Now, the tricky part of the valuation process. To calculate the value of Impact shares I have to apply a proper EV / EBITDA multiple. However, this figure may be set in many ways, for example as the industry average, the silver segment average, the forecasted industry average etc. To avoid being classified as a biased analyst I have calculated the value of Impact shares using a number of multiples. The results are presented in the graph below:
Source: Simple Digressions
How to read this graph? First of all, all values are calculated assuming that in 2016 the average price of silver will be US$20 per ounce.
Then, an investor assuming that the long-term multiple EV / EBITDA should stand at 10, should pay not more than C$0.42 per share.
Another investor, this time assuming the long-term multiple EV / EBITDA of 20, will pay not more than C$0.81 per share.
And so on.
Today Impact shares are trading at C$0.98 a piece, which means that such a price is acceptable for an investor using a multiple of 25 or higher. In my opinion, such a multiple is too high for a small silver producer so, in my opinion, these shares are generally overvalued today.
However, there is another trick. If somebody assumes that the long-term price of silver will stand at, for example, US$30 per ounce, then the multiple of 6 justifies today's share price.
Summing up - today's relatively high prices, at which Impact shares are trading, do not have anything to do with historic valuations. Investors try to value the shares of any mining company (Impact included) taking into account future scenarios, mainly silver / gold prices.
Valuation measures are very important at tops and bottoms of any cycle. Then it is psychology that drives share prices.
Let me present a graph delivered by Incrementum AG:
Source: CSI Investing
According to this graph, now we are exiting the bottom in the gold cycle. In my opinion, we are at some point between "Depression" and "Hope". During these periods investors are totally misguided. Some of them think that this rally is only a relieve bear market rally and very soon the gold / silver market is going to continue its previous cycle (bear cycle). The others think that we are at the beginning of another bull market phase in gold / silver. However, a majority of investors simply do not know at which phase the gold cycle is now. As a result, mining stocks are valued rather randomly - some of them show very high EV / EBITDA multiples and some are trading at relatively low multiples.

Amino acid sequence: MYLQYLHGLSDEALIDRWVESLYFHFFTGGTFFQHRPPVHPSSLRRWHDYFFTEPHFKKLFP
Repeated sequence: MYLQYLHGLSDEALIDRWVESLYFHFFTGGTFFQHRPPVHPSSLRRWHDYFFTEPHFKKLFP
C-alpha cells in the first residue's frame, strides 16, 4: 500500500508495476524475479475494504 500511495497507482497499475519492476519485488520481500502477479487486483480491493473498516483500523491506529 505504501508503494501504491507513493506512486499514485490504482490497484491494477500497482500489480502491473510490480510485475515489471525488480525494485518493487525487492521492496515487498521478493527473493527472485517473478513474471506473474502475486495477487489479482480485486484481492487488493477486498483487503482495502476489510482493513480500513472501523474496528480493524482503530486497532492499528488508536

How to play this market?
If valuation measures do not work and investors are not sure at what phase the gold cycle is now the question arises: "How to play this market?"
To answer it I want to remind my readers one of my earlier articles on this issue (refer to this link). In this article I took the famous trader, Jesse Livermore, as a classic example of investor playing a furious bull market:
"Adopt a buy-and-hold strategy in a bull market and sell when it loses momentum. Livermore always had an exit strategy in place"
In other words - I believe that investors should currently focus on market action. Assuming that we are in an early stage of a bull market in gold / silver, the most important thing is to participate in the market action, for example using a buy-and-hold strategy. At this stage the valuation measures are less important.
However, it does not mean that I do not care about the quality of any investment. Not at all. I do care but in a little bit different manner. In my opinion, it is much more important to know which stocks should be avoided than which stocks should be purchased.
Using different wording - problematic companies should be avoided because even during a furious bull market they generally deliver much lower returns (if any) than the broad precious metals market. On the other hand, the stocks not qualifying to the category "Avoid", should deliver very good or above-average returns. But it is an issue for another article…
Disclosure: I am/we are long FSM, FNLPF.
I wrote this article myself, and it expresses my own opinions. I am not receiving compensation for it (other than from Seeking Alpha). I have no business relationship with any company whose stock is mentioned in this article.